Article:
Week of October 10, 2022

A weekly Saturday recap to share with you our favorite links, discoveries, exhibitions, and more from the past seven days. This week: a new chair collection from a beloved interior designer, a light-filled restaurant atop Ace Hotel Sydney, and a longtime Danish exhibition whose conceptual works continue to push the boundary between form and function – and make a few statements about the climate crisis and sustainability along the way.


For his first solo furniture collection, Oliver Haslegrave, of the Brooklyn design firm Home Studios, drew Inspiration from a decade of travels to Greece, in particular to Andros, an island in the Cyclades, where he came up with the idea for this collection of six beautiful chairs. Called Aprovato, the pieces are named for the town where Haslegrave has stayed the past couple summers and combine simplicity with alluring detail, nodding to Greek mythology (the wings!), and the waves of the Aegean Sea. In smooth white oak, cedar, and mahogany, each chair is handmade using mortise and tenon joinery. They’re also available with upholstered seats by Chapas Textiles.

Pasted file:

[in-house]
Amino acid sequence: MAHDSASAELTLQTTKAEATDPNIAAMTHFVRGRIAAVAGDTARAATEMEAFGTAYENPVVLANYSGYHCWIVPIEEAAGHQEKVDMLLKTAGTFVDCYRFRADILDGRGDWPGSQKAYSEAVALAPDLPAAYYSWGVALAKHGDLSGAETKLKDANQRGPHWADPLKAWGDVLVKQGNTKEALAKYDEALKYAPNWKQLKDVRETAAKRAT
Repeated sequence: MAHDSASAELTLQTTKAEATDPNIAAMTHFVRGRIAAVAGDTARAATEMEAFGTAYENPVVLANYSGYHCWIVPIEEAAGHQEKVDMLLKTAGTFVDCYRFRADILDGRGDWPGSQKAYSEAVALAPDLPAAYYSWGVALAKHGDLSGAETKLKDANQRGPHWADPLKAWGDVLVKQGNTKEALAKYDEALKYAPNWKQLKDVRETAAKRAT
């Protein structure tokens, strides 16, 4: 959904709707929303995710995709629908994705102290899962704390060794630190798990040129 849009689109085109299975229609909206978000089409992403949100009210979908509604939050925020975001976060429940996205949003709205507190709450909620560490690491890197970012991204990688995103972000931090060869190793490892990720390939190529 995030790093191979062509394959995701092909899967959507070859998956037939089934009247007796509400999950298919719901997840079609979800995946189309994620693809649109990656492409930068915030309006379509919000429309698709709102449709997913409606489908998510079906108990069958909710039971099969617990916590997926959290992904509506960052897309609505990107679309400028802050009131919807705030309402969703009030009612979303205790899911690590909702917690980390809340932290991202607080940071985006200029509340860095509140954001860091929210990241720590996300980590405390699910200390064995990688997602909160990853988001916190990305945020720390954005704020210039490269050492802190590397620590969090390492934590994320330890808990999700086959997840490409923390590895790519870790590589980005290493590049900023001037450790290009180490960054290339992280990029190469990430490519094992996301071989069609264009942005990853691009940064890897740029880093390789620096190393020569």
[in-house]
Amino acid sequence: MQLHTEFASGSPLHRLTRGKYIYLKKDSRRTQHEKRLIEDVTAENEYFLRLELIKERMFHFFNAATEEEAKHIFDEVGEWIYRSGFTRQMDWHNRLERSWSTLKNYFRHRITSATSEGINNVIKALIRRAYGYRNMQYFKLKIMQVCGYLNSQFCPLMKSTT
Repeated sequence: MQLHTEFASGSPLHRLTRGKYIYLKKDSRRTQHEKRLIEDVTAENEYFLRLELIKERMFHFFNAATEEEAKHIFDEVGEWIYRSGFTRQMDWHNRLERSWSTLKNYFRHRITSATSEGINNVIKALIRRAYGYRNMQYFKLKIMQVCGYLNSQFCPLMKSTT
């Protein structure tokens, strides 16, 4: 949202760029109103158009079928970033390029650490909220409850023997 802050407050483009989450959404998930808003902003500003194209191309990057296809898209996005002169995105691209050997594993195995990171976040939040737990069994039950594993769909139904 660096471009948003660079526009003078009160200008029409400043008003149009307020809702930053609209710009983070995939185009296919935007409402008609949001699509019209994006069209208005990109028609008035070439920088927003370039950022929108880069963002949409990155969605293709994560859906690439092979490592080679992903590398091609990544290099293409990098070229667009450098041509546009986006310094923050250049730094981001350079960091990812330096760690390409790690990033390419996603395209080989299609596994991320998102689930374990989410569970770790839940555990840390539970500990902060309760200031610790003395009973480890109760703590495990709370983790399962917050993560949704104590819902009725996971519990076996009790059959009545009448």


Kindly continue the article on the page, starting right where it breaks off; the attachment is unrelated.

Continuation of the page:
Trained as a jewelry designer, Amsterdam-based Boris de Beijer has lately moved into glassware and usually works on a smaller scale. But he went big and bold with this cabinet of wood and powder-coated metal. The piece was commissioned by an art-collector client who also runs a brewery that de Beijer has worked with, crafting draft handles, which are echoed in the cabinet’s hardware of ’80s squiggles. It’s functional, but has an undeniably animated quality, with legs that make the cabinet look like it “wants to walk away,” as de Beijer puts it.